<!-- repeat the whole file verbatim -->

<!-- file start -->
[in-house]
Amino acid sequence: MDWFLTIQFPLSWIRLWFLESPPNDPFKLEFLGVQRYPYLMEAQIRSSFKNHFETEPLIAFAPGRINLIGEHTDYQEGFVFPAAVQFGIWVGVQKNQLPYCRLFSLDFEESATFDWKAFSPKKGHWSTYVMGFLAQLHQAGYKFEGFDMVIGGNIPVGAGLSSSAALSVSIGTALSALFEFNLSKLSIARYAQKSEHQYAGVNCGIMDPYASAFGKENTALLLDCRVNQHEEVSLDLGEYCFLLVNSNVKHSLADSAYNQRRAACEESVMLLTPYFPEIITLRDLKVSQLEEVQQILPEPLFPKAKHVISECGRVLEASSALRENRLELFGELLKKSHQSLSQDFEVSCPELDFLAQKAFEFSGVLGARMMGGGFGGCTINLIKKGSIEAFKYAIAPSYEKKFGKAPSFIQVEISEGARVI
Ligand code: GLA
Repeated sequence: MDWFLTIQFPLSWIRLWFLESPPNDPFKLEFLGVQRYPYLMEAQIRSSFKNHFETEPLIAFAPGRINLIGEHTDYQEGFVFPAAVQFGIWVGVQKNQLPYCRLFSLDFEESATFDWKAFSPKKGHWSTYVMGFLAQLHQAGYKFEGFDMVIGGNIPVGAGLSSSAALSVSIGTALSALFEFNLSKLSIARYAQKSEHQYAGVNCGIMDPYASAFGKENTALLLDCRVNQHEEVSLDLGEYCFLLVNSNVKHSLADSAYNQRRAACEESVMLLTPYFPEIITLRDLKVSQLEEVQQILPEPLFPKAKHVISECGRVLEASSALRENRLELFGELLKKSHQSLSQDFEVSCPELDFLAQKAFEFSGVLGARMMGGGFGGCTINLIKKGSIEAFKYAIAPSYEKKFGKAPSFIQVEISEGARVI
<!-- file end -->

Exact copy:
[in-house]
Amino acid sequence: MDWFLTIQFPLSWIRLWFLESPPNDPFKLEFLGVQRYPYLMEAQIRSSFKNHFETEPLIAFAPGRINLIGEHTDYQEGFVFPAAVQFGIWVGVQKNQLPYCRLFSLDFEESATFDWKAFSPKKGHWSTYVMGFLAQLHQAGYKFEGFDMVIGGNIPVGAGLSSSAALSVSIGTALSALFEFNLSKLSIARYAQKSEHQYAGVNCGIMDPYASAFGKENTALLLDCRVNQHEEVSLDLGEYCFLLVNSNVKHSLADSAYNQRRAACEESVMLLTPYFPEIITLRDLKVSQLEEVQQILPEPLFPKAKHVISECGRVLEASSALRENRLELFGELLKKSHQSLSQDFEVSCPELDFLAQKAFEFSGVLGARMMGGGFGGCTINLIKKGSIEAFKYAIAPSYEKKFGKAPSFIQVEISEGARVI
Ligand code: GLA
Repeated sequence: MDWFLTIQFPLSWIRLWFLESPPNDPFKLEFLGVQRYPYLMEAQIRSSFKNHFETEPLIAFAPGRINLIGEHTDYQEGFVFPAAVQFGIWVGVQKNQLPYCRLFSLDFEESATFDWKAFSPKKGHWSTYVMGFLAQLHQAGYKFEGFDMVIGGNIPVGAGLSSSAALSVSIGTALSALFEFNLSKLSIARYAQKSEHQYAGVNCGIMDPYASAFGKENTALLLDCRVNQHEEVSLDLGEYCFLLVNSNVKHSLADSAYNQRRAACEESVMLLTPYFPEIITLRDLKVSQLEEVQQILPEPLFPKAKHVISECGRVLEASSALRENRLELFGELLKKSHQSLSQDFEVSCPELDFLAQKAFEFSGVLGARMMGGGFGGCTINLIKKGSIEAFKYAIAPSYEKKFGKAPSFIQVEISEGARVI